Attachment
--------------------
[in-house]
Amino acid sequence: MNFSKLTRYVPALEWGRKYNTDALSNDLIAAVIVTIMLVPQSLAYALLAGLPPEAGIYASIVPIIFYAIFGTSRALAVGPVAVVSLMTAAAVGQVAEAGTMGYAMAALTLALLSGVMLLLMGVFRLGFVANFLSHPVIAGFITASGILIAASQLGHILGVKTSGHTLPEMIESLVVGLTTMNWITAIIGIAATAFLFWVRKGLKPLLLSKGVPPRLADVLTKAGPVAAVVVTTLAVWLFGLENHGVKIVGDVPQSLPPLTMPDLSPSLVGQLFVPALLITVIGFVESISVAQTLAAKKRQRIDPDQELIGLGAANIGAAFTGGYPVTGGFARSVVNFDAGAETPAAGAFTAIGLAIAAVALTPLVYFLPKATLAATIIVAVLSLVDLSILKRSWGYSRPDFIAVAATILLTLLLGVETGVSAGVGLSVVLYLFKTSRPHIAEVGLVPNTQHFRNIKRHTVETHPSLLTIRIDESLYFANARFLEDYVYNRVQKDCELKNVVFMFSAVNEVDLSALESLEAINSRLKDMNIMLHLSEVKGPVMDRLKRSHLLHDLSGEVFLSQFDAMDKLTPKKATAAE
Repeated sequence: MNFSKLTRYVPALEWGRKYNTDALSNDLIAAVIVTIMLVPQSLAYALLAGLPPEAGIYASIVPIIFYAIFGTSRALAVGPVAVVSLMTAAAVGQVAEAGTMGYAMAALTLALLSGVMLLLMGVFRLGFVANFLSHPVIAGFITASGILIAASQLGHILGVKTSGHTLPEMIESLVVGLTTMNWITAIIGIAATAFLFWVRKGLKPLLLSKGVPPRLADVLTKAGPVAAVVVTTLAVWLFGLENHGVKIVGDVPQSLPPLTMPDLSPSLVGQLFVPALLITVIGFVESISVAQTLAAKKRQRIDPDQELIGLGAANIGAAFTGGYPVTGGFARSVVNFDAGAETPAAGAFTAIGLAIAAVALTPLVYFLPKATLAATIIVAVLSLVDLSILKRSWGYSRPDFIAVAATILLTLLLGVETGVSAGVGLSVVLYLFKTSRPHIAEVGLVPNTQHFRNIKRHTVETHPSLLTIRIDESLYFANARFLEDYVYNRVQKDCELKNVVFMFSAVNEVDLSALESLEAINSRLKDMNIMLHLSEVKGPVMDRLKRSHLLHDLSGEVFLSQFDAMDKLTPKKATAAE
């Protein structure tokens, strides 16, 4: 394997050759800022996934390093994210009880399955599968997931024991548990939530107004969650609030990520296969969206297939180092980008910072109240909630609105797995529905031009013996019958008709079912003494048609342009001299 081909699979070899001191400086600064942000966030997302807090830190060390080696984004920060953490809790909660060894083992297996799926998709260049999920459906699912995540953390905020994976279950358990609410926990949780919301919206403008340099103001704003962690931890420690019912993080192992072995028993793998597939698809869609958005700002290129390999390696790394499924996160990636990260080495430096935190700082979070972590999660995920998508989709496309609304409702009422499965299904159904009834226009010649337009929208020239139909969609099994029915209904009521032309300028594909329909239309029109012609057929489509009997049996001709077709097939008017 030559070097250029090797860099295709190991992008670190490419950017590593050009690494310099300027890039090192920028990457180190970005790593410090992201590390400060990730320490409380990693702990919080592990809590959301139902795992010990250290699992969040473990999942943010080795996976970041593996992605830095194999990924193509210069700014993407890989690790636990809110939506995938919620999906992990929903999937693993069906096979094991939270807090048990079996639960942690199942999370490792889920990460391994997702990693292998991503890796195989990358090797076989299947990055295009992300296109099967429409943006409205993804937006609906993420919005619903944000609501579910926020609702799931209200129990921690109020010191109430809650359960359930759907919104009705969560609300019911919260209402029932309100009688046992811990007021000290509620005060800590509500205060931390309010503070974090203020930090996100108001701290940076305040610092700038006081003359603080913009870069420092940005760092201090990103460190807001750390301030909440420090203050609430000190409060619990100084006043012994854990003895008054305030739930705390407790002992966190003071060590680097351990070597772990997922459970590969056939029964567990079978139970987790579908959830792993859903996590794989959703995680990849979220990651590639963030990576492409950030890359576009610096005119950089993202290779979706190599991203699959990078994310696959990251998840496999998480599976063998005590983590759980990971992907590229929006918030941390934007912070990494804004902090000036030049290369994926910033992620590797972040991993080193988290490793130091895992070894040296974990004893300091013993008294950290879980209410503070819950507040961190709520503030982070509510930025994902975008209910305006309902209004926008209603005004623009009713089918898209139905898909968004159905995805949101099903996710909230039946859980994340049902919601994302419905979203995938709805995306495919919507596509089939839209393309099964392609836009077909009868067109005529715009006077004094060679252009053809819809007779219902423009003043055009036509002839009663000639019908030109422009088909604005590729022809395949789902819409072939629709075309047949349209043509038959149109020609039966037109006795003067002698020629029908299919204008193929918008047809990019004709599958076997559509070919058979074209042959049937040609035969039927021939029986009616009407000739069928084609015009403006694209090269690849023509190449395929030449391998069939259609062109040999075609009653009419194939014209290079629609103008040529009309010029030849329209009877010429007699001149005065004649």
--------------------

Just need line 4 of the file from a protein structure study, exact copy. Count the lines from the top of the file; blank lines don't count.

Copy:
């Protein structure tokens, strides 16, 4: 394997050759800022996934390093994210009880399955599968997931024991548990939530107004969650609030990520296969969206297939180092980008910072109240909630609105797995529905031009013996019958008709079912003494048609342009001299 081909699979070899001191400086600064942000966030997302807090830190060390080696984004920060953490809790909660060894083992297996799926998709260049999920459906699912995540953390905020994976279950358990609410926990949780919301919206403008340099103001704003962690931890420690019912993080192992072995028993793998597939698809869609958005700002290129390999390696790394499924996160990636990260080495430096935190700082979070972590999660995920998508989709496309609304409702009422499965299904159904009834226009010649337009929208020239139909969609099994029915209904009521032309300028594909329909239309029109012609057929489509009997049996001709077709097939008017 030559070097250029090797860099295709190991992008670190490419950017590593050009690494310099300027890039090192920028990457180190970005790593410090992201590390400060990730320490409380990693702990919080592990809590959301139902795992010990250290699992969040473990999942943010080795996976970041593996992605830095194999990924193509210069700014993407890989690790636990809110939506995938919620999906992990929903999937693993069906096979094991939270807090048990079996639960942690199942999370490792889920990460391994997702990693292998991503890796195989990358090797076989299947990055295009992300296109099967429409943006409205993804937006609906993420919005619903944000609501579910926020609702799931209200129990921690109020010191109430809650359960359930759907919104009705969560609300019911919260209402029932309100009688046992811990007021000290509620005060800590509500205060931390309010503070974090203020930090996100108001701290940076305040610092700038006081003359603080913009870069420092940005760092201090990103460190807001750390301030909440420090203050609430000190409060619990100084006043012994854990003895008054305030739930705390407790002992966190003071060590680097351990070597772990997922459970590969056939029964567990079978139970987790579908959830792993859903996590794989959703995680990849979220990651590639963030990576492409950030890359576009610096005119950089993202290779979706190599991203699959990078994310696959990251998840496999998480599976063998005590983590759980990971992907590229929006918030941390934007912070990494804004902090000036030049290369994926910033992620590797972040991993080193988290490793130091895992070894040296974990004893300091013993008294950290879980209410503070819950507040961190709520503030982070509510930025994902975008209910305006309902209004926008209603005004623009009713089918898209139905898909968004159905995805949101099903996710909230039946859980994340049902919601994302419905979203995938709805995306495919919507596509089939839209393309099964392609836009077909009868067109005529715009006077004094060679252009053809819809007779219902423009003043055009036509002839009663000639019908030109422009088909604005590729022809395949789902819409072939629709075309047949349209043509038959149109020609039966037109006795003067002698020629029908299919204008193929918008047809990019004709599958076997559509070919058979074209042959049937040609035969039927021939029986009616009407000739069928084609015009403006694209090269690849023509190449395929030449391998069939259609062109040999075609009653009419194939014209290079629609103008040529009309010029030849329209009877010429007699001149005065004649």